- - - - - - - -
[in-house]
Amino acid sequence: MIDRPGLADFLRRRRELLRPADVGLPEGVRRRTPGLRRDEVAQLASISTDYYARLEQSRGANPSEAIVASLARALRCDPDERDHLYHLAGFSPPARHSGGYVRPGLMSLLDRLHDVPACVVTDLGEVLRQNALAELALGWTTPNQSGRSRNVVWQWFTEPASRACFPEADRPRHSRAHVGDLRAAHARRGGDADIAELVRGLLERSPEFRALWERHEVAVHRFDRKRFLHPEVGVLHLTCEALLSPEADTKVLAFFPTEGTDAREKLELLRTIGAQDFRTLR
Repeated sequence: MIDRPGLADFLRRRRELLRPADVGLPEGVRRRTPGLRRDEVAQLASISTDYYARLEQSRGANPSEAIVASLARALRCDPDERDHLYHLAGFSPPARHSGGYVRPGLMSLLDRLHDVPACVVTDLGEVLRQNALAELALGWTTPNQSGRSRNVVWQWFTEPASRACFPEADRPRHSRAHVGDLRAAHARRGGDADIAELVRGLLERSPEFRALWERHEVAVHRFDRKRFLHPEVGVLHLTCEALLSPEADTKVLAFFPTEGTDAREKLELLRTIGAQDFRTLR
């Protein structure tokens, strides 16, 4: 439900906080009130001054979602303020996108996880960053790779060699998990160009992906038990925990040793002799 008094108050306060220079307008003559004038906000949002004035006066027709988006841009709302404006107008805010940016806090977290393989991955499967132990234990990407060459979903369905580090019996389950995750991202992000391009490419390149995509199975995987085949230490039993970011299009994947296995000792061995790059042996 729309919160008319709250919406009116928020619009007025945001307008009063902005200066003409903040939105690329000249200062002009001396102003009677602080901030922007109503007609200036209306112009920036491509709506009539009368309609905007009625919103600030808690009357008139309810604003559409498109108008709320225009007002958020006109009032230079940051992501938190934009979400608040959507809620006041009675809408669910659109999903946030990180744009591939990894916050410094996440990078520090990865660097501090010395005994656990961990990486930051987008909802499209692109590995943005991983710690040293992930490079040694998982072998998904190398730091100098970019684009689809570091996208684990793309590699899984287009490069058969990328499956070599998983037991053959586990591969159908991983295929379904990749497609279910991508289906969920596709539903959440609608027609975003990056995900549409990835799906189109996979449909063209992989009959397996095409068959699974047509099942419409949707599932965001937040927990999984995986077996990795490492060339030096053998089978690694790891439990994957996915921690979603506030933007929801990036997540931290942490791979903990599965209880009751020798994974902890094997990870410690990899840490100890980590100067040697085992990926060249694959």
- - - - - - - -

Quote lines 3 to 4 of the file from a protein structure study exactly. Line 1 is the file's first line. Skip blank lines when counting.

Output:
Repeated sequence: MIDRPGLADFLRRRRELLRPADVGLPEGVRRRTPGLRRDEVAQLASISTDYYARLEQSRGANPSEAIVASLARALRCDPDERDHLYHLAGFSPPARHSGGYVRPGLMSLLDRLHDVPACVVTDLGEVLRQNALAELALGWTTPNQSGRSRNVVWQWFTEPASRACFPEADRPRHSRAHVGDLRAAHARRGGDADIAELVRGLLERSPEFRALWERHEVAVHRFDRKRFLHPEVGVLHLTCEALLSPEADTKVLAFFPTEGTDAREKLELLRTIGAQDFRTLR
């Protein structure tokens, strides 16, 4: 439900906080009130001054979602303020996108996880960053790779060699998990160009992906038990925990040793002799 008094108050306060220079307008003559004038906000949002004035006066027709988006841009709302404006107008805010940016806090977290393989991955499967132990234990990407060459979903369905580090019996389950995750991202992000391009490419390149995509199975995987085949230490039993970011299009994947296995000792061995790059042996 729309919160008319709250919406009116928020619009007025945001307008009063902005200066003409903040939105690329000249200062002009001396102003009677602080901030922007109503007609200036209306112009920036491509709506009539009368309609905007009625919103600030808690009357008139309810604003559409498109108008709320225009007002958020006109009032230079940051992501938190934009979400608040959507809620006041009675809408669910659109999903946030990180744009591939990894916050410094996440990078520090990865660097501090010395005994656990961990990486930051987008909802499209692109590995943005991983710690040293992930490079040694998982072998998904190398730091100098970019684009689809570091996208684990793309590699899984287009490069058969990328499956070599998983037991053959586990591969159908991983295929379904990749497609279910991508289906969920596709539903959440609608027609975003990056995900549409990835799906189109996979449909063209992989009959397996095409068959699974047509099942419409949707599932965001937040927990999984995986077996990795490492060339030096053998089978690694790891439990994957996915921690979603506030933007929801990036997540931290942490791979903990599965209880009751020798994974902890094997990870410690990899840490100890980590100067040697085992990926060249694959």